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Format: 04/25/2014
Format: 04/25/2014

News

New York Times: For Longtime Captive Jaycee Dugard, a Long Road Home

Wednesday, September 2nd, 2009

By Benedict Carey

Jaycee Dugard has suffered sexual abuse, neglect and emotional manipulation to an extent hard to imagine, according to the charges in the case involving her abduction. But therapists say the biggest challenge facing Ms. Dugard, who was found last week after 18 years in captivity, may be switching families. 

“Her captor was her primary relationship, and the father of her two children, and at some level separation may be difficult for all of them,” said Douglas F. Goldsmith, executive director of the Children’s Center in Salt Lake City. Dr. Goldsmith added that any therapy “has to be mindful that there are three victims, not one, and that they will be entering a new life together.”

About two-thirds of children who are kidnapped or abused suffer lingering mental problems, most often symptoms of post-traumatic stress and depression.

Recent studies have found that about 80 percent of victims do show significant improvement in mood after three to four months of trauma-focused weekly therapy. Still, given the information available so far, experts say Ms. Dugard and her two children face an unusually complex task.

Her stepfather, Carl Probyn, says she has already told her mother of feeling guilt that she bonded with the man who kidnapped her when she was 11. She and her children will have to learn to connect with and trust her first family, the one from which she was taken in 1991.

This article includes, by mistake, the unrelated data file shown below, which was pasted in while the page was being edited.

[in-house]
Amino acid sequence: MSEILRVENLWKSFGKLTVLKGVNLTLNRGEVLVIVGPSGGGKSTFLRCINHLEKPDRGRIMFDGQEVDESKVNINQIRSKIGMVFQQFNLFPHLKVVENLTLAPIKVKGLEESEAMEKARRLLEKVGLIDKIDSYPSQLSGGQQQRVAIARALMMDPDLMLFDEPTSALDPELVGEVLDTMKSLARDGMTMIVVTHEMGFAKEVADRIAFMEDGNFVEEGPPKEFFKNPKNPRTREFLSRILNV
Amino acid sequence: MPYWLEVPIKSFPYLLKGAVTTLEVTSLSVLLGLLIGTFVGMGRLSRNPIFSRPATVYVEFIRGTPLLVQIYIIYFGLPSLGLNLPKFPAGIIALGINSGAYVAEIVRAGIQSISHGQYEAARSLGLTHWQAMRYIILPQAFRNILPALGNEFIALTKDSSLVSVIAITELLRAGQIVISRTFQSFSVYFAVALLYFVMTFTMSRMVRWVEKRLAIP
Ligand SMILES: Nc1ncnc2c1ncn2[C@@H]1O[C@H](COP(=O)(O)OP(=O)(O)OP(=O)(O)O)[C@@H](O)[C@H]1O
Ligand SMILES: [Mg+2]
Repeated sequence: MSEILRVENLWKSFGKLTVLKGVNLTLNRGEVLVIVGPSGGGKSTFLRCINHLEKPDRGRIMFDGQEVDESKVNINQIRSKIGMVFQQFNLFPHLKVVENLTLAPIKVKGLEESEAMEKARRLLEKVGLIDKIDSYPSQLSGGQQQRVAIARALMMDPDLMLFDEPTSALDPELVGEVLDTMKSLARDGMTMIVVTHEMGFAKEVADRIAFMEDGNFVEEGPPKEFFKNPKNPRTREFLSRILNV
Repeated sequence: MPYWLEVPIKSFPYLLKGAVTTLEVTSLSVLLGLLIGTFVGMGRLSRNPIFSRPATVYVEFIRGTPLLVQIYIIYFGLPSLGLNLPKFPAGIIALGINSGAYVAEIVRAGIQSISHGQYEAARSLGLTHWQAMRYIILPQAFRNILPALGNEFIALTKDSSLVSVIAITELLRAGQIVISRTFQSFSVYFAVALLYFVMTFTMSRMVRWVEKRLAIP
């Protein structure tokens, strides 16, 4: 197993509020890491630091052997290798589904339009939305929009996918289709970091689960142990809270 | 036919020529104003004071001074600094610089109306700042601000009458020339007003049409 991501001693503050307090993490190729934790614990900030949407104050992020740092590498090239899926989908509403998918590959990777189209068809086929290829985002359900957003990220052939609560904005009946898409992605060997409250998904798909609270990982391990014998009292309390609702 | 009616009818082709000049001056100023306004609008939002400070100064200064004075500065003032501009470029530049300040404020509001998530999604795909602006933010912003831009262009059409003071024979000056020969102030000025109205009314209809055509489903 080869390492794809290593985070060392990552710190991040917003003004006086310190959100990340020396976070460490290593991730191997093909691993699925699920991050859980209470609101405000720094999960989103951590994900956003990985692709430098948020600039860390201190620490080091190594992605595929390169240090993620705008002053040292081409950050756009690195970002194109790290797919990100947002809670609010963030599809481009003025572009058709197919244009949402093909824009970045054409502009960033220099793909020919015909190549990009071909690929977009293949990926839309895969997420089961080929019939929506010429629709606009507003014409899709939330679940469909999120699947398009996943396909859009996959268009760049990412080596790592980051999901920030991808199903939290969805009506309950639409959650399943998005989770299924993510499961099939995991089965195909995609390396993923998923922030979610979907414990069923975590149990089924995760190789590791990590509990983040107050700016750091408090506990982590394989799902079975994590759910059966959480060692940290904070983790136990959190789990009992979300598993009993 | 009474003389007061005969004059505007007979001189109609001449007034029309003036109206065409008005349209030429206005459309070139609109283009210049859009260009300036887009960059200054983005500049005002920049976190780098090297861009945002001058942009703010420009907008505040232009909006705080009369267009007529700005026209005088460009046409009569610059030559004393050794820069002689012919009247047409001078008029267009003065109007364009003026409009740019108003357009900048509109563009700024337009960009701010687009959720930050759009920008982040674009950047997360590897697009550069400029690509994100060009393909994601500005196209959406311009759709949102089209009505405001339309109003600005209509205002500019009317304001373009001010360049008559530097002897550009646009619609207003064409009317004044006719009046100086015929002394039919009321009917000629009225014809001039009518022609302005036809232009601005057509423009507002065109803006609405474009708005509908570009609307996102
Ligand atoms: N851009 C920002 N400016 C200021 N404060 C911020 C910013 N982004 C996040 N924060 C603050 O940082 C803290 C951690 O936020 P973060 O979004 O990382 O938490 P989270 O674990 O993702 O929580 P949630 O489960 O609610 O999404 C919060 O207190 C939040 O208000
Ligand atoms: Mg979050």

“The way I think about this case is that it is an extreme version of a phenomenon that is really not that uncommon: a child engaged in an abusive relationship when young and, not knowing any better, coming to accept it as their life, adapting as best they can,” said Lucy Berliner, director of the trauma program at Harborview Medical Center in Seattle. “Certainly every case is different, but we now have some proven interventions we can use.”

Therapists say Ms. Dugard’s transition to a new life is likely to take some time, probably years. Elisabeth Fritzl, the Austrian woman held in a dungeon by her father for 24 years, has reportedly undergone extensive therapy and still struggles mentally, 16 months after she was freed.

And Shawn Hornbeck, abducted in Missouri at age 11 in 2002 and held captive for four years, told reporters nearly two years after being freed that he was still learning to cope with the emotional effects.

By contrast, Elizabeth Smart, the young woman in Utah who was kidnapped at age 14 in 2002 and held for nine months, is now reportedly doing well, a student at Brigham Young University. When she was reunited with her family, she told CNN last week, “we just spent time as a family, which was like — it was the best thing I could have done.”

The main challenge in all such cases, experts say, is breaking the bond with the captor and abuser. David Wolfe, a professor of psychology and psychiatry at the University of Toronto, has studied victims and some perpetrators of long-term abusive relationships.